Thursday, March 31, 2016

Leader of Monarchs

This month our milkweed garden fairly bristled with caterpillars -- at one point we counted 18 at one time. But this one precocious caterpillar led the way for the new season of Monarch butterflies we hope will emerge from our side and back yard. Here he/she is, first in the j phase, then as a green chrysalis that formed a few hours later. At the time of this writing, it has been about a week since we watched that amazing process unfold. We expect it to hatch, if all goes well, this weekend!



Thursday, March 3, 2016

First Born

The first caterpillar emerged from its pinhead-sized egg (3/32 of an inch, or less than 1/8 inch long). Catching this is rare -- I had seen it take place only once before  -- because after hatching the caterpillar consumes its egg and hides under a leaf.  Here it is almost translucent but you can see its tiny legs and little black head. Next it will travel toward the tube-like structure supporting the flower buds where it will hide, eat, then reappear as a yellow-and-black striped Monarch caterpillar.


Sunday, February 21, 2016

Our First Lady Monarch Arrives Early

An egg-laying Monarch butterfly in February? Who knew this was even possible in Southern California--yet today marks the unexpected beginning of our third season managing a home Monarch Habitat to help this species survive and thrive at a time when its essential nursery plant, milkweed, is threatened by pesticides.

She arrived today, a beauty, and set about laying several eggs on our milkweed. Maybe this early arrival occurred because this year, for the first time, we cut back our dozen or so milkweed plants in the fall and they grew back with abundant green leaves, larger than before . Apparently this pleased our flying-by butterfly and she decided to stay a while.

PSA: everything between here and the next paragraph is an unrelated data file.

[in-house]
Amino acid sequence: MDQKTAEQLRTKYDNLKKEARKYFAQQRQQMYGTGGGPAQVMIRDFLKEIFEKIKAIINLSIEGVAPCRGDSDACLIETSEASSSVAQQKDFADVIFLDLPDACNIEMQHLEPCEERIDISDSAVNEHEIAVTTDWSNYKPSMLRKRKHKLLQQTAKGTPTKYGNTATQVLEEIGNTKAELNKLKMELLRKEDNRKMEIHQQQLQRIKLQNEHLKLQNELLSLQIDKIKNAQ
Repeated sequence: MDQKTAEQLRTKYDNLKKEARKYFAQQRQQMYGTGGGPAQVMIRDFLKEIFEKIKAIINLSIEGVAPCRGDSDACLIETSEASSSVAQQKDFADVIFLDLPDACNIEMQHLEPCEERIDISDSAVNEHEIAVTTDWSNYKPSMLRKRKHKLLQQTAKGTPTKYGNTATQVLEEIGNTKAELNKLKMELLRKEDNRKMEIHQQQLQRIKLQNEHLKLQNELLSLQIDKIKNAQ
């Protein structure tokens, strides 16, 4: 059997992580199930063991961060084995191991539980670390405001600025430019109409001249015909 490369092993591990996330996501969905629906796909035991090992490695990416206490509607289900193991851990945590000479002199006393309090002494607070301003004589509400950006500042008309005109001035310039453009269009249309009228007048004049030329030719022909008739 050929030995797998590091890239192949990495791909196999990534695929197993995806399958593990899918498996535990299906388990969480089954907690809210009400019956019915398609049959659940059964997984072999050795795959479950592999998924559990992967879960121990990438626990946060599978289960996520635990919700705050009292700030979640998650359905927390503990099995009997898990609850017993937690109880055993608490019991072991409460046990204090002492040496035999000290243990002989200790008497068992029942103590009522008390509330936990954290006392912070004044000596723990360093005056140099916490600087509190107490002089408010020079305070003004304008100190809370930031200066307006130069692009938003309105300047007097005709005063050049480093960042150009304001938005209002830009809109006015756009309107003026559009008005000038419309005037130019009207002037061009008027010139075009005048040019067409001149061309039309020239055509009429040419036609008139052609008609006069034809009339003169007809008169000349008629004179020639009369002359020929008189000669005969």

One photo shows her on the shade plant, lantana (with blossoms). The other photo shows her on her milkweed, where earlier today she laid eggs that we hope will develop into our first caterpillars of 2016. 

We'll be looking out for them.


Friday, June 19, 2015

The Soma Connection

Soma, a Sanscrit word first recorded in the Vedic literature of ancient India, refers to a sacred substance consumed by the gods to induce a godlike, or exalted, state of mind. It was also poison, and if wrongly (or call it 'profanely') ingested, soma could result in death. No one knows what soma actually was, or whether it was ingested as a plant found in nature or brewed into a drink, but the prevailing theory is that it was a type of asclepius or milkweed. Milkweed can be sustenance  for some creatures, but for most it is toxic.

Aldous Huxley picked up on the word soma in his novel Brave New World, where it is portrayed as a drug guaranteed to induce the happiness of a pleasant journey without even bothering to leave home. Such a benefit masked the reality that soma, an escape from the dehumanizing side of a dystopian society, was formulated to pacify a potentially restless population.

Apart from my interest in the soma-Huxley connection, which I talk about in my forthcoming book Aldous Huxley's Hands, I have a personal connection with asclepius. My husband and I are deeply involved in cultivating our backyard butterfly sanctuary, where visiting Monarch butterflies lay their eggs on our milkweed plants because asclepius is the only food their caterpillars can eat.

I consider this kind of opportunity for interspecies contact as a gift. Luckily, we have many chances to see and sometimes engage with the wildlife that visit our southern California neighborhood, which is adjacent to Santiago Creek. The creek serves as a wildlife highway from the mountains.

Our current home is inland, but as someone who grew up near the ocean I am grateful for having had, to date, seventy-five diving experiences of the underwater world and its inhabitants.

This blog will be a kind of collage, sometimes current and at times a retrospective in photographs and stories (some previously published), of my wildlife encounters.